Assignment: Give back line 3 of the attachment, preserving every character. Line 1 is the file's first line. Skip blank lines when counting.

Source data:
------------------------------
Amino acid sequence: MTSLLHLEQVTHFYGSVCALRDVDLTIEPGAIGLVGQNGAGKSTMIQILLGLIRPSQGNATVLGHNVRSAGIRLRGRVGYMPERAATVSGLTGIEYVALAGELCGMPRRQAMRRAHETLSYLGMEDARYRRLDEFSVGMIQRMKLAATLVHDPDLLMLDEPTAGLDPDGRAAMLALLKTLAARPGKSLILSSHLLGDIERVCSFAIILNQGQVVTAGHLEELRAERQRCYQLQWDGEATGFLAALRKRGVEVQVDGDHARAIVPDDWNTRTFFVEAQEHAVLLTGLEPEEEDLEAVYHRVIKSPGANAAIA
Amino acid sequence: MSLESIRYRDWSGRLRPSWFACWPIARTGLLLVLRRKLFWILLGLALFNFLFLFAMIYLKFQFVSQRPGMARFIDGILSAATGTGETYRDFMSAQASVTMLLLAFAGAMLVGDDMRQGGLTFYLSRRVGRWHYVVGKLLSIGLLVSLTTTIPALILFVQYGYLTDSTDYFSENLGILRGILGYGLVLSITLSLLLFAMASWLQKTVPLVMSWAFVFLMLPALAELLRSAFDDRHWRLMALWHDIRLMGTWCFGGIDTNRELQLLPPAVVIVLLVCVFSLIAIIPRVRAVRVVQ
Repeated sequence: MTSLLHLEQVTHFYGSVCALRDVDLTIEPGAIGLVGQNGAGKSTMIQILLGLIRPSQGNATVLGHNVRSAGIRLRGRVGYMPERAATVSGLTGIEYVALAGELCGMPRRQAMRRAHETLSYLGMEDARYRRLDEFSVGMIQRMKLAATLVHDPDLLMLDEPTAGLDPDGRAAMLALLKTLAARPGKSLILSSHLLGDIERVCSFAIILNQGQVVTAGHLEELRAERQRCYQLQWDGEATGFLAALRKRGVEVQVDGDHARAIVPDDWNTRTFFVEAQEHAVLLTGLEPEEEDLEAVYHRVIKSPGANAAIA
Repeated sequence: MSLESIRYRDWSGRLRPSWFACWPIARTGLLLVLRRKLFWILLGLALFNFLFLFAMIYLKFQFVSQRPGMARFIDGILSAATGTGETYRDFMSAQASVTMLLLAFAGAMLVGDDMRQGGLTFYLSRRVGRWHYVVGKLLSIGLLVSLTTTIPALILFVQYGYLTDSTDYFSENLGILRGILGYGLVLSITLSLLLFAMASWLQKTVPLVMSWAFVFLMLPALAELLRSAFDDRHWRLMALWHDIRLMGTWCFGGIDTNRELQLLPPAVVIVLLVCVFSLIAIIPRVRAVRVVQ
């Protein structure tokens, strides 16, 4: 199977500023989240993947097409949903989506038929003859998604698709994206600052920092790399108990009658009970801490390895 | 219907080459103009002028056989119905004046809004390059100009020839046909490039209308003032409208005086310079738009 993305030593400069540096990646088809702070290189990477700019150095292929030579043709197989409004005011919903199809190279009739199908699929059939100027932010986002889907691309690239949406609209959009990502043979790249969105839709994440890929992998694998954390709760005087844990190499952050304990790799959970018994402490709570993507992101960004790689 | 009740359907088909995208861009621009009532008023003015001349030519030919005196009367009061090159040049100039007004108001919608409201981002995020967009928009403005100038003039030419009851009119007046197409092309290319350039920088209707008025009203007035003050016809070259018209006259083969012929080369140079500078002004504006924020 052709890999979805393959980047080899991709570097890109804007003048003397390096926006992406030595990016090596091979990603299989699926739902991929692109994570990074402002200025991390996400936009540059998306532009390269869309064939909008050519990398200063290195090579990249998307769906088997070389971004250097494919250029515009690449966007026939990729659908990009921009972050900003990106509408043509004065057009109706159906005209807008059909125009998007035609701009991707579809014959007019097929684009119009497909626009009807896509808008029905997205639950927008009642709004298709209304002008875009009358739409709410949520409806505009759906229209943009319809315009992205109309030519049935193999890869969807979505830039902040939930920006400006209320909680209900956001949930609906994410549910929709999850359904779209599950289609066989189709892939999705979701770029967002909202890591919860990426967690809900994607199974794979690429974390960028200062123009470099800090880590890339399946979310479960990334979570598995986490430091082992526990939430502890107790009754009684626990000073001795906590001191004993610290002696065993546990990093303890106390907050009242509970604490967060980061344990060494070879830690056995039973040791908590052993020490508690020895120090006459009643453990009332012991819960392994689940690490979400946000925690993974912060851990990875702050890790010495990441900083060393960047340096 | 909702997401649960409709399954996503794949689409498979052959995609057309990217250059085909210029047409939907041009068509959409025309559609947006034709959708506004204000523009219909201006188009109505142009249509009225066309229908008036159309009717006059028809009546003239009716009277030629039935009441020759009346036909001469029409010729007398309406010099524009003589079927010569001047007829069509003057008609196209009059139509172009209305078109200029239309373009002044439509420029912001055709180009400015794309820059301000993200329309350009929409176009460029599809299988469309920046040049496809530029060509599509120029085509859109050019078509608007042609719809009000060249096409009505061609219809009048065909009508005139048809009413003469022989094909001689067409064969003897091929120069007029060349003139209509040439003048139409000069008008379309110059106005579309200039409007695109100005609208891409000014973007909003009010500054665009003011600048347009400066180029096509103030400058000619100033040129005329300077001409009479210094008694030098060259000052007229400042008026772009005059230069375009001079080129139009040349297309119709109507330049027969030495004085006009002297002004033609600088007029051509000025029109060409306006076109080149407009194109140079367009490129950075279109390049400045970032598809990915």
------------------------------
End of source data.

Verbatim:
Repeated sequence: MTSLLHLEQVTHFYGSVCALRDVDLTIEPGAIGLVGQNGAGKSTMIQILLGLIRPSQGNATVLGHNVRSAGIRLRGRVGYMPERAATVSGLTGIEYVALAGELCGMPRRQAMRRAHETLSYLGMEDARYRRLDEFSVGMIQRMKLAATLVHDPDLLMLDEPTAGLDPDGRAAMLALLKTLAARPGKSLILSSHLLGDIERVCSFAIILNQGQVVTAGHLEELRAERQRCYQLQWDGEATGFLAALRKRGVEVQVDGDHARAIVPDDWNTRTFFVEAQEHAVLLTGLEPEEEDLEAVYHRVIKSPGANAAIA